There is good news for the U.S. housing market that saw a rough end to 2018. Domestic housing starts rose 5.7 percent to 1.235 million in April, while permits grew at a more modest 0.5 percent to 1.296 million. The growth was primarily driven in the Northeast and Midwest—drying out after a wet and soggy start to the 2019 building season—with month-over-month growth of 84.6 percent and 42 percent, respectively. The South and West saw declines of 5.7 percent and 5.5 percent, respectively.
The Federal Reserve’s decision to hold interest rates for the foreseeable future has been a boon for the industry, with 30-year fixed mortgage rates now at 4.10 percent. In addition, consumers are benefitting from a strategic move by homebuilders to reduce sales prices for new homes, the median of which was down to $302,700 in March and is expected to only grow moderately in April.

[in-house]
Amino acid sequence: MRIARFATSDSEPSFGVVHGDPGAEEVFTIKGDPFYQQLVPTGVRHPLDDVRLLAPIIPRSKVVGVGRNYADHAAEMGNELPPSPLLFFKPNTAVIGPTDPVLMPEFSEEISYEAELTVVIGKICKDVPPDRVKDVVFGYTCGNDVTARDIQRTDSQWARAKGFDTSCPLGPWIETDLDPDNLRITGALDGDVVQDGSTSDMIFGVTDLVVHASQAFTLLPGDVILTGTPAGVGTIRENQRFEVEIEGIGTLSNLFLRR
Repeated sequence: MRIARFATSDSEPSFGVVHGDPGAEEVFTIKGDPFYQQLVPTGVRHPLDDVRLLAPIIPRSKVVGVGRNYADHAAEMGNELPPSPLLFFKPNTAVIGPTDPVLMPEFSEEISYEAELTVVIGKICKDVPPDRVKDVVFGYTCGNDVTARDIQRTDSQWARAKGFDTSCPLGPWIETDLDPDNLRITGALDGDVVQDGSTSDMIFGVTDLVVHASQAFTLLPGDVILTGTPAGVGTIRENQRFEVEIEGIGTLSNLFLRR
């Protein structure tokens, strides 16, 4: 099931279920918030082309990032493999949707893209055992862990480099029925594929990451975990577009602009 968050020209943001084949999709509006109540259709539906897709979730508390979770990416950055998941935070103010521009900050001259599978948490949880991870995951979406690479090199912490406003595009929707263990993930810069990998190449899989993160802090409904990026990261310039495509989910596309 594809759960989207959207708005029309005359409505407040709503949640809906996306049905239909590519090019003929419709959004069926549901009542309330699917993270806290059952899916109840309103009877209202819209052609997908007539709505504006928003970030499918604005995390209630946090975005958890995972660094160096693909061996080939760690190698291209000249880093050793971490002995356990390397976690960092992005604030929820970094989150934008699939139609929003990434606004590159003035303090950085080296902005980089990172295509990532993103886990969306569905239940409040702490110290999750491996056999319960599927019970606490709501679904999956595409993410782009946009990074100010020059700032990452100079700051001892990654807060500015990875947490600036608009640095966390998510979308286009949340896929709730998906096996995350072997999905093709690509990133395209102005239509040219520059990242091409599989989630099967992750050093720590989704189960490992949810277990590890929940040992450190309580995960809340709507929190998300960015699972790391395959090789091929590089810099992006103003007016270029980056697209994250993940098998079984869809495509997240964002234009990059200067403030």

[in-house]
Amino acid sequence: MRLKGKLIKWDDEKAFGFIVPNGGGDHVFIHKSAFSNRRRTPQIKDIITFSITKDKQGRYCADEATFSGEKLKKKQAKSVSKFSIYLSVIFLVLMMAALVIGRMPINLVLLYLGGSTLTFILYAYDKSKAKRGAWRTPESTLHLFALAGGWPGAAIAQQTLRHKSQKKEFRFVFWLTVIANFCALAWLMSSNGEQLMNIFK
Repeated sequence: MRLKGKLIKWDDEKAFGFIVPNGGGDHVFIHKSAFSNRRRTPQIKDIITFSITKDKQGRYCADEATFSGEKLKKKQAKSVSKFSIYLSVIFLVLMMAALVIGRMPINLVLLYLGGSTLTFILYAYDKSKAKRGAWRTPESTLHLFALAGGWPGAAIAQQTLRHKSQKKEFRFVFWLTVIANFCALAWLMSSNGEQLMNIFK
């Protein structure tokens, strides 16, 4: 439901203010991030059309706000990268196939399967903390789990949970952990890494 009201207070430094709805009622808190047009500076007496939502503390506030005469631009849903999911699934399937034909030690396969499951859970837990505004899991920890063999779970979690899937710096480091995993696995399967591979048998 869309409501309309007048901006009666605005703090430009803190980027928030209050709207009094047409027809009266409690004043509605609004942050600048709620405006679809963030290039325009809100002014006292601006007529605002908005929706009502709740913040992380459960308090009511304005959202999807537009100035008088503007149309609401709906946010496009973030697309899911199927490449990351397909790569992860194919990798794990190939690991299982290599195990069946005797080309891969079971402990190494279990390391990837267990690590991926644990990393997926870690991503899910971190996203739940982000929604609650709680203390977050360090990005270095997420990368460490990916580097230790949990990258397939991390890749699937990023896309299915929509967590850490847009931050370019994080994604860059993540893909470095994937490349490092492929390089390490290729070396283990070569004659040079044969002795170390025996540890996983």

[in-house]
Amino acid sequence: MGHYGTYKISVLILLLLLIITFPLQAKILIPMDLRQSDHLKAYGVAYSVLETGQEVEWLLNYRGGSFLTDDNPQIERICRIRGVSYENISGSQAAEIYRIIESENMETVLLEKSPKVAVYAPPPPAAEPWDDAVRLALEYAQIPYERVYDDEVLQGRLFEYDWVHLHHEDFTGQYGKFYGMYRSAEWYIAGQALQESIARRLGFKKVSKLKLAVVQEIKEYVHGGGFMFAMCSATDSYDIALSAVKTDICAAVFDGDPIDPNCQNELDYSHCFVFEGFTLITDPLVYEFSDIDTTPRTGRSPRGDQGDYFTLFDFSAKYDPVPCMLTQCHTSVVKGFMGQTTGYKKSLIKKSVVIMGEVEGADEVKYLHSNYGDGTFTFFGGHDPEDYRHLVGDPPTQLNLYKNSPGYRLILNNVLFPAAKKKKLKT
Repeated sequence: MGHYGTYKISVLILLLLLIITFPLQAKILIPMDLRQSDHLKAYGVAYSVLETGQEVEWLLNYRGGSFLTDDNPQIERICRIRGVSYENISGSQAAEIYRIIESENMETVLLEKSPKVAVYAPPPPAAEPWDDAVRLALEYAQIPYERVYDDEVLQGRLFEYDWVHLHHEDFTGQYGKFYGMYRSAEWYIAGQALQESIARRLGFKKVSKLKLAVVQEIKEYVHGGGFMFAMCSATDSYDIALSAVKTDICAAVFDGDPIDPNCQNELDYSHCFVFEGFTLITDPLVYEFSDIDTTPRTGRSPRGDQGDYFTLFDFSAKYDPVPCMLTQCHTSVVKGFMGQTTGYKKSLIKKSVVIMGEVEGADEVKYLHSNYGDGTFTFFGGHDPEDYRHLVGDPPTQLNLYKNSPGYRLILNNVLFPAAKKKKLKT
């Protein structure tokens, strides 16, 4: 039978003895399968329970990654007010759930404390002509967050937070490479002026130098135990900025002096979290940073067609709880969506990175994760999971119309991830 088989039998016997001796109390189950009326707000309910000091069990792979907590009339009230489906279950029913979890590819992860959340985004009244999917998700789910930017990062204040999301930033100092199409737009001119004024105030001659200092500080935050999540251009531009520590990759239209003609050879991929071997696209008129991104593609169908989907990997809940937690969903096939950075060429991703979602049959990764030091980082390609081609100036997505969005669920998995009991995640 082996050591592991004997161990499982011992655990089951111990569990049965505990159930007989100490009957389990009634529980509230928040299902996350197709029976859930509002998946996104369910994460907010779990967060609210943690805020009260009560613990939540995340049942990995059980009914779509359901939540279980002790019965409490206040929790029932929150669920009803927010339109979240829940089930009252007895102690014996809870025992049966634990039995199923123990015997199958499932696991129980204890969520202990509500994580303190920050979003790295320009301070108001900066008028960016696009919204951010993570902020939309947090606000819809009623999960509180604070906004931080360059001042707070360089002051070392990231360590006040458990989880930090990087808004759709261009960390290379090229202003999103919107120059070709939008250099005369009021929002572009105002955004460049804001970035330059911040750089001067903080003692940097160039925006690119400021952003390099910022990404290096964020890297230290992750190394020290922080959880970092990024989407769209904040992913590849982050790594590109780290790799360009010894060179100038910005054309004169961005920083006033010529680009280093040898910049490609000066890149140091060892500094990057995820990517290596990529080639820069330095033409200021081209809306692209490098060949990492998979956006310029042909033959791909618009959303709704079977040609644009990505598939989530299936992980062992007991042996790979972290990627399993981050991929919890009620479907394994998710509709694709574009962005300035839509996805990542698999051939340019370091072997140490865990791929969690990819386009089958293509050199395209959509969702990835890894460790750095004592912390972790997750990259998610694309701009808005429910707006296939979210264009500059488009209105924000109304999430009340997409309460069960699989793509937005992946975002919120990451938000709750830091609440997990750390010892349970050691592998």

Yet by reducing home prices, homebuilders are putting themselves in a precarious situation as labor shortages and pending increases on tariffs will put pressure on margins. The National Association of Homebuilders had estimated that 10 percent tariffs would result in $1 billion in additional costs; a $2.5 billion increase would result in a 7 percent to 8 percent increase on new home prices.